Danny Willett holed a birdie putt at the 18th to win the Dubai Desert Classic by one shot from Andy Sullivan and Rafa Cabrera-Bello at the Emirates Golf Club on a dramatic Sunday.
The champion finished the tournament on 19-under par after a final round of 69. He was level with Sullivan, who shot 68 on Day 4, walking down the last, before holing the biggest putt of his professional career to take the title. Cabrera-Bello also birdied 18 to finish joint-second alongside Sullivan on 18-under.
This is the moment the Englishman claimed his fourth win on the European Tour:
Here’s a look at the final leaderboard from a thrilling competition, the prize money won by the top players and a recap of how the action panned out on what was an enthralling last day in Dubai.
Willett takes home €402,670 (£310,000) as the champion; Cabrera-Bello and Sullivan win €209,846 (£115,000) for second place.
For the leaderboard and prize money details in full check out the European Tour website.
Willett Holds His Nerve on Frantic Final Day
With a one-shot lead intact for Willett on the final day, the Englishman would have been acutely aware that there were plenty of men on the leaderboard who still fancied their chances of taking this title. And that’s exactly what transpired on a frantic Sunday.
Indeed, even world No. 2 Rory McIlroy, despite being eight shots back, couldn’t be ruled out. At one point during the Northern Irishman’s brilliant final round, he looked as though he was capable of forcing his way into contention, per the European Tour Twitter feed:
However, despite a brilliant seven-under par round of 65, the four-time major winner was simply too far back. McIlroy took the clubhouse lead at 15-under for the tournament, but there were men out on course set to better that number.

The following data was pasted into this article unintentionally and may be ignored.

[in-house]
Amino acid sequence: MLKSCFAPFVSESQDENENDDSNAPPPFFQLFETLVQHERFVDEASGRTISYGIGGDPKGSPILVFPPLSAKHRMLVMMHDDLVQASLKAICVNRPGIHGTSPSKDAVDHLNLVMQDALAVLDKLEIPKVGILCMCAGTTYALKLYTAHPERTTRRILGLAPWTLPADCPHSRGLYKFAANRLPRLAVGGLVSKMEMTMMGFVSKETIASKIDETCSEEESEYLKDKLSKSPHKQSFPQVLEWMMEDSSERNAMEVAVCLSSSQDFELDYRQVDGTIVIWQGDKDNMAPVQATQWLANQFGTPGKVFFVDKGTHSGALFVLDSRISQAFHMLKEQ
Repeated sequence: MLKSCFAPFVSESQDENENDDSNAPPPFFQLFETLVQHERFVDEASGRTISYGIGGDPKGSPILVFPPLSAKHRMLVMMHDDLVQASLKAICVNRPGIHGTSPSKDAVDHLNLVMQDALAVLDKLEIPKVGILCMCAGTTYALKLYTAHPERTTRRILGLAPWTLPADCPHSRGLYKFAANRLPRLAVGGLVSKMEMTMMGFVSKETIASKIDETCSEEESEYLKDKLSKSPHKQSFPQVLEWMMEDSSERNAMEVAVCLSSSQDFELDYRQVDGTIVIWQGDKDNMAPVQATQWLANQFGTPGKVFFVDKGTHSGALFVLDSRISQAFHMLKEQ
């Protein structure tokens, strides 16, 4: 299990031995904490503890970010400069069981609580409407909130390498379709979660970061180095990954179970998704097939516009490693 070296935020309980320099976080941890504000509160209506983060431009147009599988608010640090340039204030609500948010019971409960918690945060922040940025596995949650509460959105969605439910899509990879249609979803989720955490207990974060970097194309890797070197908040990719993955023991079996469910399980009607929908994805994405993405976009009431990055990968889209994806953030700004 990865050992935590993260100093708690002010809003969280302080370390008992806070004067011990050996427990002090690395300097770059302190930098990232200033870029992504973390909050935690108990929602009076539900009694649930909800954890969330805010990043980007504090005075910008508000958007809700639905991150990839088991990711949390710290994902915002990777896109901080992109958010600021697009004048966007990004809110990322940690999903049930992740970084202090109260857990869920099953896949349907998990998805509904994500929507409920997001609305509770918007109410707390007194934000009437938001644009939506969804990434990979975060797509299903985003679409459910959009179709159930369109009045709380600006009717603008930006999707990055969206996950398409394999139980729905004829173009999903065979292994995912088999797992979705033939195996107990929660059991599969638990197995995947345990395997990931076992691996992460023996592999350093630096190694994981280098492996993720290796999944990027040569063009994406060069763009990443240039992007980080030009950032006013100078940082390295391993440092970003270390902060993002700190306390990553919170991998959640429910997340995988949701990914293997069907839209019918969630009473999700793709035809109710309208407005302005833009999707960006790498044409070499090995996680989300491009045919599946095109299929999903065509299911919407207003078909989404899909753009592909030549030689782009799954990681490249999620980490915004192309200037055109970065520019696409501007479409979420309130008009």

Despite rounds of 65 from both Byeong-hun An and Alvaro Quiros, putting them in joint-fourth on 16-under come the end of the day, as the final groups rounded the turn, it became clear this was set to be a three-horse race between Willett, Sullivan and Cabrera-Bello.
On two separate occasions on Day 4 the overnight leader had been able to build up a three-shot lead. The second of which was whittled down to one as Willett bogeyed the 14th, though, with Sullivan picking up a shot at the par-three 15th.
As we can see, Sullivan was battling extremely hard to keep his title hopes alive, making this putt to avoid a bogey at 16:
On the last, he really heaped the pressure on Willett. The par-five final hole has been a brilliant one for Sullivan all week, and for the third time in four rounds, he notched a birdie. It was a steely putt that moved him up to 18-under, with the final group still to play the last.
To add to the drama, Cabrera-Bello was clinging on, too. Willett’s playing partner had struggled to find rhythm for much of the day, but a birdie at the 17th moved him to within one of the lead.
The 18th hasn’t been particularly kind to Willett this week, either, failing to birdie it at all. But he seemed to come alive under this immense focus, pinging a long drive off the tee and scrambling his way to within 15-feet of the pin with his next two shots. When Cabrera-Bello tidied up for birdie to move to 18-under, a three-way playoff was looming.
But the 28-year-old showed concentration and nerves befitting of a champion, as he rolled a superb putt right into the middle of the cup.
European Tour player David Horsey was quick to congratulate the two Englishmen for their mammoth efforts during the final few holes:
It was a superb finish, and for Willett, there’s no better way to get over the line in a tournament. So often players crumble in those kinds of situations, and while the pressure did seem to bite the Englishman on the back nine, he delivered when it came to the crunch.
Willett is still young and still improving, so for him to have four European Tour titles already by the age of 28 is impressive. As he goes in pursuit of more honours, that moment and that putt on the 18th green will stand him in superb stead.